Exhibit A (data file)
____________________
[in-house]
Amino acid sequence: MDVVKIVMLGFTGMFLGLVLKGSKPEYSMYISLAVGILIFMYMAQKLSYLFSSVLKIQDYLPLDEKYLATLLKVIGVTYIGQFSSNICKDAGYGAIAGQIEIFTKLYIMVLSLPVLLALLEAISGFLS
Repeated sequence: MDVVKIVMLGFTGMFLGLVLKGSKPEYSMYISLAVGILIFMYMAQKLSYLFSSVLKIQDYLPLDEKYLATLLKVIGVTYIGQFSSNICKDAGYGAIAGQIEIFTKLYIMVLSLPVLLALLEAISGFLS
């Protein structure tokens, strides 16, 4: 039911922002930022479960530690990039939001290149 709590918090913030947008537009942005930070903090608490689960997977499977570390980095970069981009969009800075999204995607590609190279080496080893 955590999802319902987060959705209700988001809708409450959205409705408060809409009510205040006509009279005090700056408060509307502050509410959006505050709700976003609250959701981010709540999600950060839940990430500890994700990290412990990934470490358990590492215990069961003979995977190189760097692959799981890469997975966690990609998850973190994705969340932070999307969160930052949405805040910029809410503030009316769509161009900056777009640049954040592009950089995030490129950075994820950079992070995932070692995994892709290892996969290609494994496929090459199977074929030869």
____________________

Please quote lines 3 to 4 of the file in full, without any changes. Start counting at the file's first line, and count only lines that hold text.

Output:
Repeated sequence: MDVVKIVMLGFTGMFLGLVLKGSKPEYSMYISLAVGILIFMYMAQKLSYLFSSVLKIQDYLPLDEKYLATLLKVIGVTYIGQFSSNICKDAGYGAIAGQIEIFTKLYIMVLSLPVLLALLEAISGFLS
């Protein structure tokens, strides 16, 4: 039911922002930022479960530690990039939001290149 709590918090913030947008537009942005930070903090608490689960997977499977570390980095970069981009969009800075999204995607590609190279080496080893 955590999802319902987060959705209700988001809708409450959205409705408060809409009510205040006509009279005090700056408060509307502050509410959006505050709700976003609250959701981010709540999600950060839940990430500890994700990290412990990934470490358990590492215990069961003979995977190189760097692959799981890469997975966690990609998850973190994705969340932070999307969160930052949405805040910029809410503030009316769509161009900056777009640049954040592009950089995030490129950075994820950079992070995932070692995994892709290892996969290609494994496929090459199977074929030869």